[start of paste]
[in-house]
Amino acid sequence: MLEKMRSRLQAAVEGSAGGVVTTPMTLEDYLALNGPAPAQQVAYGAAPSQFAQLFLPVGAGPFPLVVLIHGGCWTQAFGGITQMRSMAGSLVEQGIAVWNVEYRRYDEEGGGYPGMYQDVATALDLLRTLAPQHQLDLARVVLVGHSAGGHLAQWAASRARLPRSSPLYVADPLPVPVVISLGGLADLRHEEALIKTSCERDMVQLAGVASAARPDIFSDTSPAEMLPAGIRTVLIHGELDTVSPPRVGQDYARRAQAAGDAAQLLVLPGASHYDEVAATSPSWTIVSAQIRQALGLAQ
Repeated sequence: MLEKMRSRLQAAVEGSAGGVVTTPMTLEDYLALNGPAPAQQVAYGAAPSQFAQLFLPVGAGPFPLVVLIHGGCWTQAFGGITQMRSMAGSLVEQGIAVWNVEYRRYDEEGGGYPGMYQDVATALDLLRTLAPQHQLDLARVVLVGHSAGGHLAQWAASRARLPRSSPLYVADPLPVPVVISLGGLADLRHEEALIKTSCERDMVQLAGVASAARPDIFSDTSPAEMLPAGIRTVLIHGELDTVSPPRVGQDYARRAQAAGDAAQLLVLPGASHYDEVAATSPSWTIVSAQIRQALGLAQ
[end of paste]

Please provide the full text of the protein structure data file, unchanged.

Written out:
[in-house]
Amino acid sequence: MLEKMRSRLQAAVEGSAGGVVTTPMTLEDYLALNGPAPAQQVAYGAAPSQFAQLFLPVGAGPFPLVVLIHGGCWTQAFGGITQMRSMAGSLVEQGIAVWNVEYRRYDEEGGGYPGMYQDVATALDLLRTLAPQHQLDLARVVLVGHSAGGHLAQWAASRARLPRSSPLYVADPLPVPVVISLGGLADLRHEEALIKTSCERDMVQLAGVASAARPDIFSDTSPAEMLPAGIRTVLIHGELDTVSPPRVGQDYARRAQAAGDAAQLLVLPGASHYDEVAATSPSWTIVSAQIRQALGLAQ
Repeated sequence: MLEKMRSRLQAAVEGSAGGVVTTPMTLEDYLALNGPAPAQQVAYGAAPSQFAQLFLPVGAGPFPLVVLIHGGCWTQAFGGITQMRSMAGSLVEQGIAVWNVEYRRYDEEGGGYPGMYQDVATALDLLRTLAPQHQLDLARVVLVGHSAGGHLAQWAASRARLPRSSPLYVADPLPVPVVISLGGLADLRHEEALIKTSCERDMVQLAGVASAARPDIFSDTSPAEMLPAGIRTVLIHGELDTVSPPRVGQDYARRAQAAGDAAQLLVLPGASHYDEVAATSPSWTIVSAQIRQALGLAQ